Bob Weighill

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Bob Weighill
Full name Robert Harold George Weighill
Date of birth (1920-09-09)9 September 1920
Place of birth Kings Norton
Date of death 27 October 2000(2000-10-27) (aged 80)
Place of death Halton, Buckinghamshire [1]
School Wirral Grammar School for Boys
Rugby union career
Position(s) No. 8
Senior career
Years Team Apps (Points)
National team(s)
Years Team Apps (Points)
1947-1948  England 4 (Pts:0)

Robert Harold George "Bob" Weighill, CBE DFC (1920–2000) was a rugby union international who represented England in the Five Nations Championship in 1947 and 1948.[2] He also captained his country,[2] and later became Secretary of the Rugby Football Union. Weighill served in the Royal Air Force and rose to the rank of Air Commodore.[3]

Life[edit]

Bob Weighill was born on 9 September 1920 in Kings Norton.[2] He was educated at Wirral Grammar School for Boys and was the freestyle swimming champion of Cheshire in 1935–36. Weighill served with Cheshire Constabulary between 1937 and 1941 and joined the RAF as a pilot. In 1944 he was awarded the Distinguished Flying Cross and he eventually rose to the rank of Air Commodore and commanded the RAF No. 1 School of Technical Training at RAF Halton. He was honoured as a Commander of the Order of the British Empire in 1970.[3]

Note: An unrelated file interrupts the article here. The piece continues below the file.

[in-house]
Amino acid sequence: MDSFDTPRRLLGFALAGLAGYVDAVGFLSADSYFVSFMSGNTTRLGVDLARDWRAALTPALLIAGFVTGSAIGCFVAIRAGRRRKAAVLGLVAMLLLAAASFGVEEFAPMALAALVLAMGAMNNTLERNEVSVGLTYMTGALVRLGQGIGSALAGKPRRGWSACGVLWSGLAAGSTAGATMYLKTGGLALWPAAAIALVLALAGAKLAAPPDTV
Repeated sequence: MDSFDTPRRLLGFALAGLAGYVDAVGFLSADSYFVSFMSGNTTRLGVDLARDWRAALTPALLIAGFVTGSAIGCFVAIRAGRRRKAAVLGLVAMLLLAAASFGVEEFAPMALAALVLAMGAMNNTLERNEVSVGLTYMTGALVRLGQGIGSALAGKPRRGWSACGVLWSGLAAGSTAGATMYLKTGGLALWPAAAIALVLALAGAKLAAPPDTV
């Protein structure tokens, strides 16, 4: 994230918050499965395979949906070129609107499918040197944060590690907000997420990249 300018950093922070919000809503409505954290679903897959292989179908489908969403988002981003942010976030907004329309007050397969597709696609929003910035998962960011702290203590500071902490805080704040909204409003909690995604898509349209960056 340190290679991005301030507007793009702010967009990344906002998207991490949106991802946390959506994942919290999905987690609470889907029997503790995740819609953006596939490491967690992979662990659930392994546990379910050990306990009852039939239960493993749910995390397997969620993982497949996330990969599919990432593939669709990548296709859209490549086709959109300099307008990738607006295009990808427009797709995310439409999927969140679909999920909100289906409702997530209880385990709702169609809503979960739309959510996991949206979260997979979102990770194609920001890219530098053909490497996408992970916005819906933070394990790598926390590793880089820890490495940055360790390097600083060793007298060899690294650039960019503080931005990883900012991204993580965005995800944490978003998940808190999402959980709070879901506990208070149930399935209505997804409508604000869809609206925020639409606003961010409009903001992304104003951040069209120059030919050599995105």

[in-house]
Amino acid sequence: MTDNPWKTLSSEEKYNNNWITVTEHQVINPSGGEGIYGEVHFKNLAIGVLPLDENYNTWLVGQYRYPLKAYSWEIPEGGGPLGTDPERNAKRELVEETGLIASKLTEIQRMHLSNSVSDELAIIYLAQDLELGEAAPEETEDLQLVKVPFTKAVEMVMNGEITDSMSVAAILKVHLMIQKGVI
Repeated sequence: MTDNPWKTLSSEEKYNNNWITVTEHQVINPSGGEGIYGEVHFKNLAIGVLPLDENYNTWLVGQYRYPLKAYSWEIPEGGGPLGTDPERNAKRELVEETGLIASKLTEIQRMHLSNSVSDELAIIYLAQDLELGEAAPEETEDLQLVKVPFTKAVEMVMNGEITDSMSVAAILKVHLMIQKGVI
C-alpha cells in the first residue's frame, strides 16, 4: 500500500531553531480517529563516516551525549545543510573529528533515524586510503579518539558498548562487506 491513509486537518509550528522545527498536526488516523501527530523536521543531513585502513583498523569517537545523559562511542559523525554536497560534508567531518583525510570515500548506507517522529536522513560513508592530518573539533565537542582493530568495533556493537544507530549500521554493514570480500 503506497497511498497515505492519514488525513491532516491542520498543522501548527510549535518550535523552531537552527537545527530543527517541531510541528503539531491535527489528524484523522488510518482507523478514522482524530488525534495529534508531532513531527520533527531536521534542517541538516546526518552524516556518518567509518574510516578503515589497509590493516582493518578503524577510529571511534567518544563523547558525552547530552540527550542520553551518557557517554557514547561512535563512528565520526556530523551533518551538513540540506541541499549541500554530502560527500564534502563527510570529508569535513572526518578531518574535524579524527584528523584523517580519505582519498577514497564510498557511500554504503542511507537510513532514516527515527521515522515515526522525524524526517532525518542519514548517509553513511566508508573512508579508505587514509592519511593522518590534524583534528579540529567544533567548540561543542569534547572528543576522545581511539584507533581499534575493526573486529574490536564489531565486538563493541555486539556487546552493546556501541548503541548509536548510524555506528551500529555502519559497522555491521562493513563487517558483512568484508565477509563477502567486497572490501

Rugby union career[edit]

Weighill played club rugby for Birkenhead Park, Waterloo R.F.C., Harlequins and Leicester. At representative level, he captained the RAF rugby team from 1945 to 1952, and captained the Combined Services side and the Notts, Lincs and Derbys county team.[3] He made his international debut on 15 March 1947 at Twickenham in the England vs Scotland match (Calcutta Cup).[2] Of the four matches he played for his national side, he was on the winning side twice.[2] He played his final match for England on 29 March 1948 at Colombes, Paris in the France vs England match,[2] in which he captained the national team.[3]

As a rugby union administrator, Weighill was an England selector from 1959 and 1964 and Secretary of the RFU between 1974 and 1986. From 1986 to 1995 he was the Honorary Secretary of the Five Nations and Home Unions Committee.[3]

References[edit]